A Guest Post by Anita Brady
Growing and sustaining a small business is not a one-and-done deal when drawing clientele. Ensuring that your doors (whether digital or brick and mortar) continue swinging open with new and returning customers requires persistence. Going the extra mile by advertising through social media outlets, email or phone calls will bring your name to the front of customers’ minds.
I’m not suggesting that you stalk your clients incessantly with advertisements; I’m merely proposing that you keep them in the loop. As a small business analyst and entrepreneur, I’ve learned that luring customers is only the first step. Prompting their return is a different ballgame altogether. After all, no small business is an island; customers are the underpinnings of your success.
Root Your Business in Social Media Outlets
While word-of-mouth remains the dividing line between great and mediocre small businesses, it’s vital to plant the seeds for your business in high-profile venues. As the business world continues migrating to online advertising — particularly through social media venues like Facebook, Twitter, and Pinterest — you want to make sure you remain on par with other competitors.
Among the laundry list of intuitive, cost-effective advertising schemes for small businesses, the digital realm reigns supreme. Facebook accounted for 845 million active users as of December 2011, with more than 425 million mobile users exposed to on-the-go advertisements touting brands and other merchandise. Among a growing number of social media outlets, Facebook is ripe with opportunities to promote your small business, and likely will give your business a leg up on non-participating companies.
Facebook is Only Base Camp
Your climb to the top doesn’t end with the creation of a Facebook page. Social media venues nowadays are flooded with advertisements. Users are subjected to a vast selection of ways to spend money and sift through endless streams of advertisements. The sooner you plunge into the fray with a sprawling advertising scheme, the sooner you will draw attention to your business — you will not develop a reputation without jousting competitors for online prominence.
For a daily overview of the social media marketing landscape, check out Mashable.com, which weighs in on how to captain an armada of social media venues by learning the ins-and-outs of each marketing outlet. The intuitive website advises business owners on how to navigate the cut-throat world of online advertising.
Business Cards are Still Relevant
For businesses primarily existing in the brick-and-mortar world, doling out eye-catching business cards to customers, as well as other entrepreneurs, will likely prevent your company name from receding into the woodwork.
Networking through trade shows or small business consortiums with an arsenal of business cards is still one of the most effective marketing tools. Face to face contact can be mimicked but not replicated online.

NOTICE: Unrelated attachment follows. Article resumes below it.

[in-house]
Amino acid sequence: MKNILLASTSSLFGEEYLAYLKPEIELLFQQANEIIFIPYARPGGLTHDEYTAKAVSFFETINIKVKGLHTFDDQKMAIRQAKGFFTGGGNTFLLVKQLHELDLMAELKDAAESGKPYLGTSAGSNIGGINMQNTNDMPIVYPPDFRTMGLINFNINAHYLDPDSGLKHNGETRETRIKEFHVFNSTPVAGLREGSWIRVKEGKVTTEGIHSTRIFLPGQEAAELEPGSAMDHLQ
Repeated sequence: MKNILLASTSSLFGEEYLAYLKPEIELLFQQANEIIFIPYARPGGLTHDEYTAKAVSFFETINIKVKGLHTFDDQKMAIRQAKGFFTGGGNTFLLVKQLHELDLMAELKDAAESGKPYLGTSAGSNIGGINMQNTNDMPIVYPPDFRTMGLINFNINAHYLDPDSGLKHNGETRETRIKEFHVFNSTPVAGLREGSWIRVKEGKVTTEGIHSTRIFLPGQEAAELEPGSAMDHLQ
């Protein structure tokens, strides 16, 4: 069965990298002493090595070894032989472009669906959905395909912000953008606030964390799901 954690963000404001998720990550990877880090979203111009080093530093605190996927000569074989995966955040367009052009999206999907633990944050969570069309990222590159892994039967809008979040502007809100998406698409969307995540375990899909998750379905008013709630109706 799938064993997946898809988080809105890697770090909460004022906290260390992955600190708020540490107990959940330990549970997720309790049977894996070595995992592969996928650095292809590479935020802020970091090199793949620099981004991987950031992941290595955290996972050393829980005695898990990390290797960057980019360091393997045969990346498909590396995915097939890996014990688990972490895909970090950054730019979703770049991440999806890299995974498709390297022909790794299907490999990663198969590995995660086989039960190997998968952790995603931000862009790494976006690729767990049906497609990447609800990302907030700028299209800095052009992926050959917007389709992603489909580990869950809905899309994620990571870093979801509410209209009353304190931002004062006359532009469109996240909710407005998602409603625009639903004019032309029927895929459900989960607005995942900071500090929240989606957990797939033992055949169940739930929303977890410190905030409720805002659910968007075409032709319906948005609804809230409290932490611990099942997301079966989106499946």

Think about your card design as well — some may benefit from a simple, elegant model, while for others, the flashier (yet tasteful) ones are better.
Make Your Customers Feel Appreciated
Whether you’re simply looking to net more customers or your business is on the precipice of closure, warm gestures of appreciation will keep the doors open.
I’ve seen promising, shrewd business models driven into the ground as a result of cold, impersonal relationships with clientele. Even if you’re pacing roadway medians on weekends as a flower peddler, for instance, a smile goes a long way.
Think about what you have to offer, and how you can best showcase that. Remember that free food and drinks go a long way — host an open house or cocktail hour, where you’ll have the floor to toast your customers and thank them for their role in your business.
One-on-one contact should be prioritized on a daily basis. Be mindful of your vocal inflexion, maintain eye contact, and give off a positive vibe.
Stay in Touch
When was the last time you received a hand-written thank you note? I get one every year (and a birthday card) from my car insurance agent. It’s a small gesture that makes me feel good about shopping locally and supporting the community through an otherwise boring expenditure.
Set up an email list at your register or on your website, and make it worth your customers’ while. Give them generous discounts so that they’ll look forward to your outreach. Even better, collect their birthdays and send them a coupon for a free or discounted product.
If there’s one key component to building customer loyalty, it’s making your clients feel special. Just like mothers stoke the egos of their four-year-olds, summon whatever motivation you can find to constantly tell your customers thank you. When they feel appreciated, they’ll come back, and most importantly, tell their friends.
Anita Brady is the President of 123Print.com. The website offers promotional and office organization supplies like business cards, note cards, memo pads, personalized mugs and other items that combine high quality and customization with an affordable price.